Tusitala, 1940

Sept. 10, 2020

Tusitala, 1940

WIX; ex-Sophie; ex-Sierra Lucena; ex-Inverglas 

A Samoan word meaning "teller of tales."  Also a pseudonym used by Robert Lewis Stevenson.

From 14 July 1938 until 31 August 1942 the Coast Guard was responsible for training merchant marine personnel.  Ships that were serving at federal and various state merchant marine academies, as well as vessels newly acquired by the Maritime service for training duties, were commissioned in the Coast Guard.  The Maritime Service took over all training functions from the Coast Guard after 31 August 1942 and all of these ships were decommissioned and transferred to Maritime Service control and operation.


Tusitala was a 261-foot, square-rigged ship constructed of iron in 1883 and was the last ship built by the famous R. Steel yard in Greenock, Scotland.  She was first used in the wool trade between Australia and England.  She was acquired by the Maritime Service for use as a training vessel in 1940.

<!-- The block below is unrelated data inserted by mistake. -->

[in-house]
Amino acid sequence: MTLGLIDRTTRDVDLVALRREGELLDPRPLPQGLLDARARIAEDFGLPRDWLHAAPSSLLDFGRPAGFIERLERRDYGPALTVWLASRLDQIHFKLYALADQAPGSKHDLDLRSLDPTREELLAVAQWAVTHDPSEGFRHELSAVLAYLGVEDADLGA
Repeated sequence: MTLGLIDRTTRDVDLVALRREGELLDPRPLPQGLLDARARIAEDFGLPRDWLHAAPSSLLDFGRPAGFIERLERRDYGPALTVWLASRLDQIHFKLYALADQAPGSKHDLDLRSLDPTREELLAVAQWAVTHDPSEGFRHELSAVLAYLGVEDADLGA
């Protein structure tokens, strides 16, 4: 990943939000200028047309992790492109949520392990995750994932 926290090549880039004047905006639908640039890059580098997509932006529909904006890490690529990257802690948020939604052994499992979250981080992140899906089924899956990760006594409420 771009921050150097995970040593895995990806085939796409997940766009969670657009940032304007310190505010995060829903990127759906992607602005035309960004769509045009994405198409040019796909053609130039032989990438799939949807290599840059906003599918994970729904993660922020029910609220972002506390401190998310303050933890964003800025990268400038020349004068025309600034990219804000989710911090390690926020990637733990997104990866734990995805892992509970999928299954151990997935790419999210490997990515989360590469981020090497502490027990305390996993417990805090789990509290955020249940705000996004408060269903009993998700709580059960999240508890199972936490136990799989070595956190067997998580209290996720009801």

When all merchant marine training responsibilities were assigned to the Maritime Service, Tusitala was decommissioned on 31 August 1942 and returned to the Maritime Service. 


Cutter History File.  USCG Historian's Office, USCG HQ, Washington, D.C.

Robert Scheina.  U.S. Coast Guard Cutters & Craft of World War II.  Annapolis, MD: Naval Institute Press, 1982.